Saturday, October 18, 2003

Pattern Recognition: Manager's Friend
& Manager's Hiroshima  

An important aspect of managing both processes and people is internalizing and analyzing the historical performance of them in the contexts they played out in to try to better judge what to do now and in the future. A little under half of American managers do this, and they generally perform significantly better than the ones who don't. It takes talent, a decent memory, systemic thinking ability and persistence. It's work. It's essential to success in any competitive system.

The shorthand term I use for that work is "pattern recognition".

On the other hand, Grady Little met his Hiroshima in the deciding game of the A.L. Championship series because of pattern recognition. He took a chance on leaving his gutsy starter in when it was obvious to him and everyone else watching that his tank was empty & he was down to fumes. To most observers, including me, it looked like one of the most ill-timed brain cramps in the history of playoff baseball. How could that have happened?

Thanks to my buddy Steve Manes, we have a more rational explanation. He solved this riddle for us. Little was applying pattern recognition in the truest sense. Usually when we apply pattern recognition, we are using a partial analogy, or cobbling together a pile of parallel or somewhat-alike past events. Sometimes we luck out and have an exact or almost-exact duplicate of the situation. The more identical the past situation is, the more faith we put in our recognition, even though random factors can cancel it out, especially with people. Sometimes the identical factors we recognize don't guarantee the same outcome or even probability of outcome.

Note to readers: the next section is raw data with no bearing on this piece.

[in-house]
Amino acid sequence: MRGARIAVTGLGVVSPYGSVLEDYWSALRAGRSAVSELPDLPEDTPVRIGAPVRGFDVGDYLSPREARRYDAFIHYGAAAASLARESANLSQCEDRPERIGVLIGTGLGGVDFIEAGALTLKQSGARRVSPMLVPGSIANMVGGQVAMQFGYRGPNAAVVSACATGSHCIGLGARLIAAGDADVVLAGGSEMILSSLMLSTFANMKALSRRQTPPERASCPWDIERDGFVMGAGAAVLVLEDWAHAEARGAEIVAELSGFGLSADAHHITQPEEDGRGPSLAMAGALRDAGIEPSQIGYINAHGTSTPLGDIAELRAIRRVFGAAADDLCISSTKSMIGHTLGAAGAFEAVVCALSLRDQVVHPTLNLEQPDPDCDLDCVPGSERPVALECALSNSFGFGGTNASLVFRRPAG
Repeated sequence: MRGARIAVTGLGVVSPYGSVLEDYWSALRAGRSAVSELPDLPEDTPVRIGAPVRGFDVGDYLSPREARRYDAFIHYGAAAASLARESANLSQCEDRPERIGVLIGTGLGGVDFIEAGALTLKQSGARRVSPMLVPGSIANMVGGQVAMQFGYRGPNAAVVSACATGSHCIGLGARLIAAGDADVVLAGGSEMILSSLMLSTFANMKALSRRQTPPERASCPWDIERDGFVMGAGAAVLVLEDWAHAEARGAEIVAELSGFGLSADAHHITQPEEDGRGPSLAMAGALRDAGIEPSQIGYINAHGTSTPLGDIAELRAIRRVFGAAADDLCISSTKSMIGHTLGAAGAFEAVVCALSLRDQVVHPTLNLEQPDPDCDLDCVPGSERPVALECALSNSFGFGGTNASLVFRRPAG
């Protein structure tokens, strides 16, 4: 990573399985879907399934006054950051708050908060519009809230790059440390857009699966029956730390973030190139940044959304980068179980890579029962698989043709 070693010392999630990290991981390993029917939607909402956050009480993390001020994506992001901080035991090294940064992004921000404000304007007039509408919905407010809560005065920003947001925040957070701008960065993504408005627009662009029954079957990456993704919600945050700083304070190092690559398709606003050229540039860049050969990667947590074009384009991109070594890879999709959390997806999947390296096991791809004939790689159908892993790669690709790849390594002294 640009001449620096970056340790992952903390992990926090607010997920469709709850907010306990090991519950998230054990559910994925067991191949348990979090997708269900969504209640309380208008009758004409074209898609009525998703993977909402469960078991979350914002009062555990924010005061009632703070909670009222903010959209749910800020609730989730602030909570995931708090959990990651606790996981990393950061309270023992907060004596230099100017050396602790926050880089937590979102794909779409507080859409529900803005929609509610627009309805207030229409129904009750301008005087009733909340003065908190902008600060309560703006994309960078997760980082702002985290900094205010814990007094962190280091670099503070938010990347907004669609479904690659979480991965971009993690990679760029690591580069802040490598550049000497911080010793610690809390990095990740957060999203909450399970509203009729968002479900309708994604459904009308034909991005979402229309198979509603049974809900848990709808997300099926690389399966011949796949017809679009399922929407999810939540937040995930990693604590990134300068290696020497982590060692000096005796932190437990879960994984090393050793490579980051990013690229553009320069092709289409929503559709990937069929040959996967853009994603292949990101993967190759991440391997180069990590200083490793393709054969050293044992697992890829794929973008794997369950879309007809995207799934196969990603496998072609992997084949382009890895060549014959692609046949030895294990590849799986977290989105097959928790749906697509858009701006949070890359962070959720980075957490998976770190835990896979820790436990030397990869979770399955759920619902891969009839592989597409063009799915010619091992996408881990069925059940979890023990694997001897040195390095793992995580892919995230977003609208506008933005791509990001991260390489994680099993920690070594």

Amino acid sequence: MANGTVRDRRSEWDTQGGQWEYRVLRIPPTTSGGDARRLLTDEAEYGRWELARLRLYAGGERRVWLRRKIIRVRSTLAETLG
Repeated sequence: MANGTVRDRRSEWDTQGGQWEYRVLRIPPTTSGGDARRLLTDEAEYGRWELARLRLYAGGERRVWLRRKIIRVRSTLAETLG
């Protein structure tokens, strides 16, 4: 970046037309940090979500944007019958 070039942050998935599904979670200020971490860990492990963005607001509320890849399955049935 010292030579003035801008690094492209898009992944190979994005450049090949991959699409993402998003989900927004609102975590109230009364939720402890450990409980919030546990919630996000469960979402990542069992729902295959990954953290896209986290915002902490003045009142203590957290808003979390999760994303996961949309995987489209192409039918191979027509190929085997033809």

Duck & Cover

Grady Little was cursed by his good memory, because on the 58th anniversary of the nuking of Hiroshima, August 6, 2003, Pedro Martí­nez pitched a regular season game against the Angels that unfolded almost exactly like Thursday night's. The starter was breezing with six strikeouts and yielding five hits through five innings, and he was staked to a three-run lead. Parallel to the first Thursday homer to Giambi in the 5th, Pedro got rocked for a single run in the 6th of the Hiroshima Day on a pair of hard-hit doubles. In the Angel game, he came back and got the next two outs without any trouble, and in the Thursday game, he mowed down the next two Yanks with Ks.

Angel game: Hit hard for a run but quick recovery.
Yankee game: Hit hard for a run but quick recovery.

7th Inning
Angel game sequence:

-A Kennedy flied out to deep left center.
-B Molina singled to shallow right.
-R Quinlan struck out looking.
-D Eckstein doubled to deep left, B Molina to third.
-D Erstad grounded out to pitcher.

Yankee game sequence:

-H Matsui grounded out to second.
-J Posada lined out to center.
-J Giambi homered to right center.
-E Wilson reached on infield single to first.
-K Garcia singled to right, E Wilson to second.
-A Soriano struck out swinging.

The difference was Giambi's second home run, on the one hand indicating Pedro's additional vulnerability, but on the other hand, there was Enrique Wilson's "infield single" which wasn't an actual hit but a bad hop combined with an error on the first baseman (errors are politically hard to call for official scorers -- a great topic for another entry). But the parallels are striking. Pedro was stirred, not shaken, though he was clearly some pitches beyond his best command. And against the Angels, Little left him in for the 8th inning: